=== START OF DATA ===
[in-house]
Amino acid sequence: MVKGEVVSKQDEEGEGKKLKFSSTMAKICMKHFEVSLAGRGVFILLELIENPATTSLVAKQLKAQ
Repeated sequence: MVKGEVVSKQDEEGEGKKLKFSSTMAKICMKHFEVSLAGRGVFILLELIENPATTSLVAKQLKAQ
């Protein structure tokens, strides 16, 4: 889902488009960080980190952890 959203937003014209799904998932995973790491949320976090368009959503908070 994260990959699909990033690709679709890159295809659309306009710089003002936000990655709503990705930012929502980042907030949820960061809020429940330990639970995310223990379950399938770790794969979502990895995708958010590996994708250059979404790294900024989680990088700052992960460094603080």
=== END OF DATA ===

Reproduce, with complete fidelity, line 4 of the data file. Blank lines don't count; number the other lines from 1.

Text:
């Protein structure tokens, strides 16, 4: 889902488009960080980190952890 959203937003014209799904998932995973790491949320976090368009959503908070 994260990959699909990033690709679709890159295809659309306009710089003002936000990655709503990705930012929502980042907030949820960061809020429940330990639970995310223990379950399938770790794969979502990895995708958010590996994708250059979404790294900024989680990088700052992960460094603080």